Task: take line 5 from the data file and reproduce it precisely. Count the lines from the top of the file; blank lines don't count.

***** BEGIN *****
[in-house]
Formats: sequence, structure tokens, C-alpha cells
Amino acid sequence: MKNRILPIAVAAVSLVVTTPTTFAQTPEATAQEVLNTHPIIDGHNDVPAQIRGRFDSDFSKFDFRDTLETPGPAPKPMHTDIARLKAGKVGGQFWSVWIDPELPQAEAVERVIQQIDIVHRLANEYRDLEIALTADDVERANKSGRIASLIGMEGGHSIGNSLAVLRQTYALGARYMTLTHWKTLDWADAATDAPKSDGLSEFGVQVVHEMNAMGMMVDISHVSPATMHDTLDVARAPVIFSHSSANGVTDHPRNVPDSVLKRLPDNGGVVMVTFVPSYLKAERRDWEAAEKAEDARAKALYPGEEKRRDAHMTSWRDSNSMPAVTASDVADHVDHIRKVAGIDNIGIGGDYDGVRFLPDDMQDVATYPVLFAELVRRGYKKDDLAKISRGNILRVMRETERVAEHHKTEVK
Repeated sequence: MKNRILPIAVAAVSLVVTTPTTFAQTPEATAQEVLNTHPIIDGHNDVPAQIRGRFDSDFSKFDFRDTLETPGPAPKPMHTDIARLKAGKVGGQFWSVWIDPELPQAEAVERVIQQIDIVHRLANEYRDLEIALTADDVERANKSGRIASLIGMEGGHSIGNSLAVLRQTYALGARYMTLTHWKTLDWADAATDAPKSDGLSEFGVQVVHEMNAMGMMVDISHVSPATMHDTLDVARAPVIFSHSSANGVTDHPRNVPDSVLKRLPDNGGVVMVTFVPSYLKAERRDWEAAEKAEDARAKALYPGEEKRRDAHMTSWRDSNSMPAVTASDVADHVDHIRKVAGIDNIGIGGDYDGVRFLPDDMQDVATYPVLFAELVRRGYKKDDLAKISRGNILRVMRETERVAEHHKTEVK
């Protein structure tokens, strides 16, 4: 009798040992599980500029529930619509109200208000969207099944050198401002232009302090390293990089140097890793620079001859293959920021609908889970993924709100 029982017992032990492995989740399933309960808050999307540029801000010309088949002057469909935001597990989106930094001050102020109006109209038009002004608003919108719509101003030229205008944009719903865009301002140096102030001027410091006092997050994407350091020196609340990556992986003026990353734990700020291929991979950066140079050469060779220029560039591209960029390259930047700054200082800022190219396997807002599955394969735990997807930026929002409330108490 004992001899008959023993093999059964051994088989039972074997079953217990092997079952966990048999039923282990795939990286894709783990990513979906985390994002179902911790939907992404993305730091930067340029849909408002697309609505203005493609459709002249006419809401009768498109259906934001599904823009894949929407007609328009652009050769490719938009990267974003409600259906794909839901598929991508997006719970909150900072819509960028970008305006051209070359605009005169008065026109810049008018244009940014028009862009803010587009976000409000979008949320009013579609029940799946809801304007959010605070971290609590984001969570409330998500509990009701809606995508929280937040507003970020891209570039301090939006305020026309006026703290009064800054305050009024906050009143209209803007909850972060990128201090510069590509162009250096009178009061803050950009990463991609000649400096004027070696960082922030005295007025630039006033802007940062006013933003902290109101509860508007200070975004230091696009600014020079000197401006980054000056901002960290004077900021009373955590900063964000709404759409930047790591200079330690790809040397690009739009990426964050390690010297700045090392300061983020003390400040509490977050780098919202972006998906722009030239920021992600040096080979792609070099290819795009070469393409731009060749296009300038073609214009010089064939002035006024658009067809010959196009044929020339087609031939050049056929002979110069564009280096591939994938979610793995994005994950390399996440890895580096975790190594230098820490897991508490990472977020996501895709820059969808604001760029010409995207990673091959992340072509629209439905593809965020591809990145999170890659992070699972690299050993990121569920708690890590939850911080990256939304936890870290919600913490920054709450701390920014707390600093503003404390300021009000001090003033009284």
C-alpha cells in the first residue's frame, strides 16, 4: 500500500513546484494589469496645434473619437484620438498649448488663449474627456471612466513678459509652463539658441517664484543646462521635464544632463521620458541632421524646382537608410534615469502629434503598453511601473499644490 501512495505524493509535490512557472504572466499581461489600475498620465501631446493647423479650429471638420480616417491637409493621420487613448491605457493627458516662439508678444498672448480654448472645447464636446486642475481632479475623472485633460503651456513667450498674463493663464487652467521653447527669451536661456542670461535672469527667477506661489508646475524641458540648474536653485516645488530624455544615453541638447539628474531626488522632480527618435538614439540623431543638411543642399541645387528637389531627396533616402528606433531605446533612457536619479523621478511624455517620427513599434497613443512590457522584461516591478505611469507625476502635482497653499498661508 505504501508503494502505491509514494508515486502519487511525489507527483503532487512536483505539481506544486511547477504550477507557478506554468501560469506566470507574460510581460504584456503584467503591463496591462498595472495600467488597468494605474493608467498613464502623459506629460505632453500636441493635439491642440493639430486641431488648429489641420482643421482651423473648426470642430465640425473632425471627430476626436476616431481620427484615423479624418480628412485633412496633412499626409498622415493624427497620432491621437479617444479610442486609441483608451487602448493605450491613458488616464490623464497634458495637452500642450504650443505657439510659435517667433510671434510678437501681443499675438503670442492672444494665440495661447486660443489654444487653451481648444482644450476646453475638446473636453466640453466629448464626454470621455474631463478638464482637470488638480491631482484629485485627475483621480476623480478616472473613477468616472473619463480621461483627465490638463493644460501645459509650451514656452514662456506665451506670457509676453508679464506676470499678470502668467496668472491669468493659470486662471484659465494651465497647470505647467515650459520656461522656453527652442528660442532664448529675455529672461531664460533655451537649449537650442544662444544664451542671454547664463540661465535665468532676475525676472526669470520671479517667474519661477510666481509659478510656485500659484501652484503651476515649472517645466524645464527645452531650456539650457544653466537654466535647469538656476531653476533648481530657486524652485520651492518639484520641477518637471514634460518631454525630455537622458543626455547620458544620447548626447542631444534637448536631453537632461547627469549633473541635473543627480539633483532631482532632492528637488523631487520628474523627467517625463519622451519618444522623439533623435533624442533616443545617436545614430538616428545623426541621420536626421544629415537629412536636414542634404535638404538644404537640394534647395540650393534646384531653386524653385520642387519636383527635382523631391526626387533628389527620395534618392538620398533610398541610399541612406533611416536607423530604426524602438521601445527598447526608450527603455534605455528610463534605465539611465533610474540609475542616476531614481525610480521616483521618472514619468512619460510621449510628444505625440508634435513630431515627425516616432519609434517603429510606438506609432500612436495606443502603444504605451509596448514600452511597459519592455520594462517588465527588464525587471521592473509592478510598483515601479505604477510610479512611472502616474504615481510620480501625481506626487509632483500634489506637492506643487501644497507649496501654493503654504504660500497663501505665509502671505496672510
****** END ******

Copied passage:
């Protein structure tokens, strides 16, 4: 009798040992599980500029529930619509109200208000969207099944050198401002232009302090390293990089140097890793620079001859293959920021609908889970993924709100 029982017992032990492995989740399933309960808050999307540029801000010309088949002057469909935001597990989106930094001050102020109006109209038009002004608003919108719509101003030229205008944009719903865009301002140096102030001027410091006092997050994407350091020196609340990556992986003026990353734990700020291929991979950066140079050469060779220029560039591209960029390259930047700054200082800022190219396997807002599955394969735990997807930026929002409330108490 004992001899008959023993093999059964051994088989039972074997079953217990092997079952966990048999039923282990795939990286894709783990990513979906985390994002179902911790939907992404993305730091930067340029849909408002697309609505203005493609459709002249006419809401009768498109259906934001599904823009894949929407007609328009652009050769490719938009990267974003409600259906794909839901598929991508997006719970909150900072819509960028970008305006051209070359605009005169008065026109810049008018244009940014028009862009803010587009976000409000979008949320009013579609029940799946809801304007959010605070971290609590984001969570409330998500509990009701809606995508929280937040507003970020891209570039301090939006305020026309006026703290009064800054305050009024906050009143209209803007909850972060990128201090510069590509162009250096009178009061803050950009990463991609000649400096004027070696960082922030005295007025630039006033802007940062006013933003902290109101509860508007200070975004230091696009600014020079000197401006980054000056901002960290004077900021009373955590900063964000709404759409930047790591200079330690790809040397690009739009990426964050390690010297700045090392300061983020003390400040509490977050780098919202972006998906722009030239920021992600040096080979792609070099290819795009070469393409731009060749296009300038073609214009010089064939002035006024658009067809010959196009044929020339087609031939050049056929002979110069564009280096591939994938979610793995994005994950390399996440890895580096975790190594230098820490897991508490990472977020996501895709820059969808604001760029010409995207990673091959992340072509629209439905593809965020591809990145999170890659992070699972690299050993990121569920708690890590939850911080990256939304936890870290919600913490920054709450701390920014707390600093503003404390300021009000001090003033009284």